Fire & Ice

Winter is a time to appreciate the physical sensation of temperature extremes: arctic blasts that freeze breath to beard, roaring fires that bead sweat to brow. For me, winter is also a time to study the visual manifestations of temperature extremes in detail, with glass being the common denominator that allows for photography. On one end of the spectrum, window glass acts as a canvas upon which ice crystals form. On the other end of the spectrum, stove glass acts as a barrier through which flames dance.

Both of these processes follow a cadence that’s strikingly similar: the first spark of fire through inferno to single smoldering ash, the first fan of ice through full-window-freeze to single drop of water. At the end nothing remains – an empty stove stained with ash, a windowpane streaked with dirt – until the next cold front arrives and the cycle repeats, hypnotic and meditative.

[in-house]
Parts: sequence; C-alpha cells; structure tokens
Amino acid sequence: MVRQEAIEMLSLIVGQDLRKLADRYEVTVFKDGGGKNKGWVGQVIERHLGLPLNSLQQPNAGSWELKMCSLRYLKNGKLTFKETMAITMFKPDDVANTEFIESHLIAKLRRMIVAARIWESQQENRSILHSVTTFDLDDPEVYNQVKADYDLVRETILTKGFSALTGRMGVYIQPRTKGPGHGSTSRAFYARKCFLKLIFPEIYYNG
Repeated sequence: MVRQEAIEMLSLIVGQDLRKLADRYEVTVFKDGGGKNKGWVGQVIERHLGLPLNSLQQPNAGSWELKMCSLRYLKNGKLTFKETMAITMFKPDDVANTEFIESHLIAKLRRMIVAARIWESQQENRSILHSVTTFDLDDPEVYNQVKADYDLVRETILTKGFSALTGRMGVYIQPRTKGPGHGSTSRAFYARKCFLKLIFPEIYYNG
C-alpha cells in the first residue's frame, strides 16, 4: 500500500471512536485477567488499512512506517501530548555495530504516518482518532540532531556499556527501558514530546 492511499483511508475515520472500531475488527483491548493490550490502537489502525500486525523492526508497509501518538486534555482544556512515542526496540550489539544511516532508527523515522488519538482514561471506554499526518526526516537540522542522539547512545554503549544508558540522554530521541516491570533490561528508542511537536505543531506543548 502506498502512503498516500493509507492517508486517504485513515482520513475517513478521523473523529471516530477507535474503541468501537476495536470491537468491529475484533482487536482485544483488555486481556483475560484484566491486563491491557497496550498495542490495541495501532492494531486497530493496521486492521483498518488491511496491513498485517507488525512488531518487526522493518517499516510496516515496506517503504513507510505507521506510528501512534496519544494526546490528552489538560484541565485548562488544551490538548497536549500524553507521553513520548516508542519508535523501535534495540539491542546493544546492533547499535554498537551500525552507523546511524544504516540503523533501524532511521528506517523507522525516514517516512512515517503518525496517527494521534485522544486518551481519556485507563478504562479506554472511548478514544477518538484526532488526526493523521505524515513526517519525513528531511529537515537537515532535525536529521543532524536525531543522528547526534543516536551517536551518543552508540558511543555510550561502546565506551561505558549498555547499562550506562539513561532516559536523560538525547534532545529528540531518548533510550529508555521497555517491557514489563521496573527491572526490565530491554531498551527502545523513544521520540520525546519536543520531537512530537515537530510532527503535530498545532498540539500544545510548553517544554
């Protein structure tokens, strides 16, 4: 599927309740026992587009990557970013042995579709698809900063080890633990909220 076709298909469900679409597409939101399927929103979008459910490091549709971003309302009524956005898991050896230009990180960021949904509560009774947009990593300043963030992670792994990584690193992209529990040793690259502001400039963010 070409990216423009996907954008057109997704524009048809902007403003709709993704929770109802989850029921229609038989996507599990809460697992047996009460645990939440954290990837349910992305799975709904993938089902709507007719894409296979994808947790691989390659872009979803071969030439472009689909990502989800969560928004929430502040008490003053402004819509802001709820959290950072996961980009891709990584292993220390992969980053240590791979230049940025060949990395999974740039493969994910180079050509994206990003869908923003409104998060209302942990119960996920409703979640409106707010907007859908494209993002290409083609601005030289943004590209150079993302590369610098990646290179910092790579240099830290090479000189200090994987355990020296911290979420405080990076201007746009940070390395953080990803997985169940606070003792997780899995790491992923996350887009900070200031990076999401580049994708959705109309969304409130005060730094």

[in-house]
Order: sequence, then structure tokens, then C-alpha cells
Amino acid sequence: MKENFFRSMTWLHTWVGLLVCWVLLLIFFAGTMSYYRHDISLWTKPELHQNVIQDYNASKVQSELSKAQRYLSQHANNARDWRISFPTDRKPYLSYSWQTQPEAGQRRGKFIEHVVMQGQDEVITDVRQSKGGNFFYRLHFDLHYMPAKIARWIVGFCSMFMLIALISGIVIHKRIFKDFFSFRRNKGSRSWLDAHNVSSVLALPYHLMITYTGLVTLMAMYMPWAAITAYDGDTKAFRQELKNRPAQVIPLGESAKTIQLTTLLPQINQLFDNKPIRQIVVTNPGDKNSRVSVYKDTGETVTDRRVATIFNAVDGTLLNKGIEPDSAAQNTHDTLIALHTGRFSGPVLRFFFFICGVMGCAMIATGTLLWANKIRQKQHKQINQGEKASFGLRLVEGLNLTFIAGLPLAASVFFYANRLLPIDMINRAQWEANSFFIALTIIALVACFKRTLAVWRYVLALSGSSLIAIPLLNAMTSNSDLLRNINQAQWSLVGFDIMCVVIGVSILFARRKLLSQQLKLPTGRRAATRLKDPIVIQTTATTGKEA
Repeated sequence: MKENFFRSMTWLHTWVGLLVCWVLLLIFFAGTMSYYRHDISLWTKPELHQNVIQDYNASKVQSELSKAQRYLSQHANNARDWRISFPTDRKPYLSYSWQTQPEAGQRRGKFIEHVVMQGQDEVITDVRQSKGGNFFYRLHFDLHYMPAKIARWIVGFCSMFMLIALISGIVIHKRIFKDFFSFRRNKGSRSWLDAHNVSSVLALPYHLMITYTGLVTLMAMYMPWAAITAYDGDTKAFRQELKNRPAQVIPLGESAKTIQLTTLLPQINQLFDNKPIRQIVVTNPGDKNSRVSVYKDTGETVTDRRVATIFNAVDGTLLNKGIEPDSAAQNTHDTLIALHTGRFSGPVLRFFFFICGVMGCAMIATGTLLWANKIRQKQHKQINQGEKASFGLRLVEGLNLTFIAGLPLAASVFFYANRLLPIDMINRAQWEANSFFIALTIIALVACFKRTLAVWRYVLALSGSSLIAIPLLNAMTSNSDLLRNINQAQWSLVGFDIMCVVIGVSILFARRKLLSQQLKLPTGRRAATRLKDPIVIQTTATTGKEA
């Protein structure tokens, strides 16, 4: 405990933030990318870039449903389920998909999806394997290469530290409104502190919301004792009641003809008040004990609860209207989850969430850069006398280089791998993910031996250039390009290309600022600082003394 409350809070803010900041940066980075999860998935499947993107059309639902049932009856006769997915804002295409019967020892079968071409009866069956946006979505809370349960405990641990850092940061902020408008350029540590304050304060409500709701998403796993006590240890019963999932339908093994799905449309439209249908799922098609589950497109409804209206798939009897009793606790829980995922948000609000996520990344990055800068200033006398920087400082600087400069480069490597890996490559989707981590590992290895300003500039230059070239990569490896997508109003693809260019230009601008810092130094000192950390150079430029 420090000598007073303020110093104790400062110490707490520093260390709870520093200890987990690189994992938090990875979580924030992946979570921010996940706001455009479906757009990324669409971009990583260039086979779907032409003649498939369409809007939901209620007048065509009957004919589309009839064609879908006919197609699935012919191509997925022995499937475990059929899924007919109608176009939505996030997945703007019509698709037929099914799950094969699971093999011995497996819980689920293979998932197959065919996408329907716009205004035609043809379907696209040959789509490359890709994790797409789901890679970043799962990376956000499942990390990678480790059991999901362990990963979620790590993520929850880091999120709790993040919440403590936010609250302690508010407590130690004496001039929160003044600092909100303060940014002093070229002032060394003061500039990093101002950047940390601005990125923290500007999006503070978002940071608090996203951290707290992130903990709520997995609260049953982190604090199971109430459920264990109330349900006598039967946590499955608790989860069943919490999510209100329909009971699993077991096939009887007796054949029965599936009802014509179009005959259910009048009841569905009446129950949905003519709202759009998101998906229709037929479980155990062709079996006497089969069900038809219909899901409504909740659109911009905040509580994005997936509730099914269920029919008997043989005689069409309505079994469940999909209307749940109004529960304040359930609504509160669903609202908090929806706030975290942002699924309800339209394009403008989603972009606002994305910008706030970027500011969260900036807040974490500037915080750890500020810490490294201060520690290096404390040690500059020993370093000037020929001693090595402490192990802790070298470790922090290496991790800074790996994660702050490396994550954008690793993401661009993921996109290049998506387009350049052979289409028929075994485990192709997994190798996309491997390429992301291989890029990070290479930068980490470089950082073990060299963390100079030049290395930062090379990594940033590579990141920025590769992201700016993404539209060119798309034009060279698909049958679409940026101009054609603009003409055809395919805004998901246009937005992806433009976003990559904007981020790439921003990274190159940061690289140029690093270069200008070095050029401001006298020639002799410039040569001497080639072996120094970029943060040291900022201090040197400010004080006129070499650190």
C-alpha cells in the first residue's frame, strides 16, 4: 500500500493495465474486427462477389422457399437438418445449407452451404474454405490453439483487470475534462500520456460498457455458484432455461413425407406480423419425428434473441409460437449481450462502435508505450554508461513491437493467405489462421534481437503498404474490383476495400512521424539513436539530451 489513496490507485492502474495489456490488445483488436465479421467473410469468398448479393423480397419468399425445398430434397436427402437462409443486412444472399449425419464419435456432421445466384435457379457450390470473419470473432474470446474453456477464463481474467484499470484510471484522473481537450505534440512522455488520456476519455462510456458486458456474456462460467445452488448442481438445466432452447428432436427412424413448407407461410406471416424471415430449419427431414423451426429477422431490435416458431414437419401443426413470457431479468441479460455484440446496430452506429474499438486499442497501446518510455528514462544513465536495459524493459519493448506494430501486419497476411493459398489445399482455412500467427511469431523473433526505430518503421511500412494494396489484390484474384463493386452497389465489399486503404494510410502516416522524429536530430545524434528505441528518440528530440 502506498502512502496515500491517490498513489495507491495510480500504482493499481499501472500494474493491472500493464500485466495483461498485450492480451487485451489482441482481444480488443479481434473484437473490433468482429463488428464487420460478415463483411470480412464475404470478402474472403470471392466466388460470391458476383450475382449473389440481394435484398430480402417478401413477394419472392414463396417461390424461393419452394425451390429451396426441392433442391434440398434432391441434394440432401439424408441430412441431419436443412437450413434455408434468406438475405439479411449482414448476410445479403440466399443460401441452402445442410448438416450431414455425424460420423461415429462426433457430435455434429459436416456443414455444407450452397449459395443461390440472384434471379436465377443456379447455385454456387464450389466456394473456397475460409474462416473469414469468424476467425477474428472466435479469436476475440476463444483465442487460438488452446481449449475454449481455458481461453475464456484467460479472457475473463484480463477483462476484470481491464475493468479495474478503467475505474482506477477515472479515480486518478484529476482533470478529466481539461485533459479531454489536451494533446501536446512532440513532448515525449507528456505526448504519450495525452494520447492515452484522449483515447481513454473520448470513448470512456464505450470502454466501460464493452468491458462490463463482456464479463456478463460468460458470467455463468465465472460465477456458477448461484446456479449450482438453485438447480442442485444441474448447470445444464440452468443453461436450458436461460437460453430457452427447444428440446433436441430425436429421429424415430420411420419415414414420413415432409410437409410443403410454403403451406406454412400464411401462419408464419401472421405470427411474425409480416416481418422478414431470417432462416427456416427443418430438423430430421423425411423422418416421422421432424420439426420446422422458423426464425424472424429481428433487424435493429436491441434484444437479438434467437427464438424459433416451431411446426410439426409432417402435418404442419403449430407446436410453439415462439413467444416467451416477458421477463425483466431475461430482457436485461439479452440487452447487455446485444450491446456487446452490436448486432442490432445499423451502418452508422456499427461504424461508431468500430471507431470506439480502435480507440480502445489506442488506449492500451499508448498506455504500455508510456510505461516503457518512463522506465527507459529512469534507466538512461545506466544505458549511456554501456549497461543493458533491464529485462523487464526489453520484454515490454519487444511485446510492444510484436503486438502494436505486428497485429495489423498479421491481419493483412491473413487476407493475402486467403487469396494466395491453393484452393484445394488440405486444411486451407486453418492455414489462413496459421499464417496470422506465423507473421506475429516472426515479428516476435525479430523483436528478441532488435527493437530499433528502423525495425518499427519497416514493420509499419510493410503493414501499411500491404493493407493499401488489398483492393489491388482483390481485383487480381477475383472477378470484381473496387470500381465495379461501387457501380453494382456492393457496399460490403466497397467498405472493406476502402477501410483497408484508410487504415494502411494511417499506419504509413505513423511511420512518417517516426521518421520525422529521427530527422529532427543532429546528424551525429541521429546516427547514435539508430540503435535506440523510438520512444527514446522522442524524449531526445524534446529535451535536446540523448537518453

As different as these forces of nature are, the forms they create complement one another and I’ve come to see them as inseparable from one another. This ongoing project of fifteen years has been photographed entirely within the walls of my house using natural light only.